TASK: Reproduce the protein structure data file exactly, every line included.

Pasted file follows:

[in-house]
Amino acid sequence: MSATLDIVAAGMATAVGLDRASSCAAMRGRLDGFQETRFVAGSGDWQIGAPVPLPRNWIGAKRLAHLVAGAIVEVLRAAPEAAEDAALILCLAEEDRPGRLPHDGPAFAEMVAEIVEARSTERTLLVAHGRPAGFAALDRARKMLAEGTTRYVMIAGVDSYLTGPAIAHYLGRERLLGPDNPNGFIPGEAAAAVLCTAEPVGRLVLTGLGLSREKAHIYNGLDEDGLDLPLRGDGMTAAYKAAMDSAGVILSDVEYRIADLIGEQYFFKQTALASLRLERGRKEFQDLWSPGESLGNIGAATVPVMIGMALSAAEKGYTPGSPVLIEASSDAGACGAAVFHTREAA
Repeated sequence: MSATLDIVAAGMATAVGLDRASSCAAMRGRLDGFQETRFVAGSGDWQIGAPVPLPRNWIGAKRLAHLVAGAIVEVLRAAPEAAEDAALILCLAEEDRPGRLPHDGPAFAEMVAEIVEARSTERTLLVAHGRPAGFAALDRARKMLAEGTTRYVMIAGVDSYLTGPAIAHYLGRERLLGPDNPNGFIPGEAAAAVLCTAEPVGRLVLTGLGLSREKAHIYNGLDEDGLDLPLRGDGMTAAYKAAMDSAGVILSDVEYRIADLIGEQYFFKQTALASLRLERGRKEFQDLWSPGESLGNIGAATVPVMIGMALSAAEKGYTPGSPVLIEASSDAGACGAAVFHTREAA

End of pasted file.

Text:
[in-house]
Amino acid sequence: MSATLDIVAAGMATAVGLDRASSCAAMRGRLDGFQETRFVAGSGDWQIGAPVPLPRNWIGAKRLAHLVAGAIVEVLRAAPEAAEDAALILCLAEEDRPGRLPHDGPAFAEMVAEIVEARSTERTLLVAHGRPAGFAALDRARKMLAEGTTRYVMIAGVDSYLTGPAIAHYLGRERLLGPDNPNGFIPGEAAAAVLCTAEPVGRLVLTGLGLSREKAHIYNGLDEDGLDLPLRGDGMTAAYKAAMDSAGVILSDVEYRIADLIGEQYFFKQTALASLRLERGRKEFQDLWSPGESLGNIGAATVPVMIGMALSAAEKGYTPGSPVLIEASSDAGACGAAVFHTREAA
Repeated sequence: MSATLDIVAAGMATAVGLDRASSCAAMRGRLDGFQETRFVAGSGDWQIGAPVPLPRNWIGAKRLAHLVAGAIVEVLRAAPEAAEDAALILCLAEEDRPGRLPHDGPAFAEMVAEIVEARSTERTLLVAHGRPAGFAALDRARKMLAEGTTRYVMIAGVDSYLTGPAIAHYLGRERLLGPDNPNGFIPGEAAAAVLCTAEPVGRLVLTGLGLSREKAHIYNGLDEDGLDLPLRGDGMTAAYKAAMDSAGVILSDVEYRIADLIGEQYFFKQTALASLRLERGRKEFQDLWSPGESLGNIGAATVPVMIGMALSAAEKGYTPGSPVLIEASSDAGACGAAVFHTREAA